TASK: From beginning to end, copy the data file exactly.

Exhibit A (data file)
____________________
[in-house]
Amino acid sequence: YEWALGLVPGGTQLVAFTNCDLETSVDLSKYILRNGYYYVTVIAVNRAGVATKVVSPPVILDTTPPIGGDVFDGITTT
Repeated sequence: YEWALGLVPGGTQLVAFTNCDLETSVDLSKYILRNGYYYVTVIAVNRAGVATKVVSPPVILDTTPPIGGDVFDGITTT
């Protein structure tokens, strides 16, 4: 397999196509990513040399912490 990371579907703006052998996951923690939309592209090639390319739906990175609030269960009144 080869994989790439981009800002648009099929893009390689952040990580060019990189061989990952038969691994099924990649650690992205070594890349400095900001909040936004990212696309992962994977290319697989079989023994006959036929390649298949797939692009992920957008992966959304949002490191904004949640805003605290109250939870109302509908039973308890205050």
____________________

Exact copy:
[in-house]
Amino acid sequence: YEWALGLVPGGTQLVAFTNCDLETSVDLSKYILRNGYYYVTVIAVNRAGVATKVVSPPVILDTTPPIGGDVFDGITTT
Repeated sequence: YEWALGLVPGGTQLVAFTNCDLETSVDLSKYILRNGYYYVTVIAVNRAGVATKVVSPPVILDTTPPIGGDVFDGITTT
């Protein structure tokens, strides 16, 4: 397999196509990513040399912490 990371579907703006052998996951923690939309592209090639390319739906990175609030269960009144 080869994989790439981009800002648009099929893009390689952040990580060019990189061989990952038969691994099924990649650690992205070594890349400095900001909040936004990212696309992962994977290319697989079989023994006959036929390649298949797939692009992920957008992966959304949002490191904004949640805003605290109250939870109302509908039973308890205050």